Posted: April 19, 2011 by Keith Stone in religion, Simpsons, videos

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With Homer desperate for tickets to the big football game, he turns to God for help. Unfortunately, he ends up violating the Eleventh Commandment: “Thou shall not eat God.”

Charlie Sheen Is “I Didn’t Do It” Boy

Posted: April 12, 2011 by Keith Stone in Chaz Sheen, Simpsons

In embarking on his Violent Torpedo of Truth/Defeat Is Not An Option Tour on top of whatever you would call Sheen’s Korner, his Twitter feed, and all the bizarre antics over the past couple months, Charlie Sheen has fully embraced his reputation as America’s favorite nutcase. As sad as his fall from grace was, it has been the car crash that everyone is slowing down to watch.


It’s been a spectacle for sure. Entertaining, wild, crazy, funny. In a society where everything is so orderly and predictable, you never know what you’re going to get from Charlie and that’s what makes it interesting. One day, he’s chilling with Bree Olson and the other chick at the Sober Valley Lodge and the next day he’s storming the stage of Jimmy Kimmel Live with Mark Cuban.

Charlie is honest and unapologetic and that makes him endearing. He’s exposing his entire being to us, flaws and all. He’s just being himself and he’s a cool dude. Charlie’s the guy that lives next to you freshman year, drinks too much, hooks up with tons of chicks, and somehow gets an A. You could try all your life to be this guy but you never will. You might not want to be him but if you see him at a bar, you’d buy him a shot.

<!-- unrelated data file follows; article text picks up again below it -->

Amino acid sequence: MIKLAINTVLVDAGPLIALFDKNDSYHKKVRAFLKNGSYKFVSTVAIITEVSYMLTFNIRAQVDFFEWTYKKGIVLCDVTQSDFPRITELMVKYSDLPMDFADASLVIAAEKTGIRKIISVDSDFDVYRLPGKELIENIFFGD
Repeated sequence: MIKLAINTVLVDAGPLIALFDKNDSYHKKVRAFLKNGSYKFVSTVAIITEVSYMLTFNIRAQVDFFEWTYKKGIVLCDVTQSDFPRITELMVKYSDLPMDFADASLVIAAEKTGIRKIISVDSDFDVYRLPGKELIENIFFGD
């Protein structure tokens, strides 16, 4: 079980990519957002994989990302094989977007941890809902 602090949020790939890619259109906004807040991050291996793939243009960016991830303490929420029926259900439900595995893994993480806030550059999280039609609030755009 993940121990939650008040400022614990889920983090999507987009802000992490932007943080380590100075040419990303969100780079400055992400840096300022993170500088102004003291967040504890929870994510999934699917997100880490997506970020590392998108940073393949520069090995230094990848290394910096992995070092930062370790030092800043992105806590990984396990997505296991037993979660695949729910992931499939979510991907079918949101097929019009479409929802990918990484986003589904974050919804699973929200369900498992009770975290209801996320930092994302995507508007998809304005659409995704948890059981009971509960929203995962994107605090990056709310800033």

But we liked him because he was just living his life. Somewhere along the line, Charlie realized he could make more money and attain greater fame by sidestepping the media and making his own star. If that’s what people wanted, he could give it to them. Little by little, it became clear. The catchphrases, the appearances, the merchandise. He decided to stop being Charlie Sheen and instead started playing Charlie Sheen.

The only problem is that Charlie’s likeability is based upon his genuine insanity. Insanity is random. It’s not something you can stream on the Internet. It’s no surprise that the longer the act goes on, the more people are booing him off the stage like they did this weekend at Radio City Music Hall. An insane person wouldn’t market himself (or at least do it successfully). We like Charlie as the guy who might run on the court during a Lakers game, snort a line, and then bang Alexis Texas and Tori Black, not the guy that uses hashtags and sells T-shirts. At least Jack Nicholson would be amused.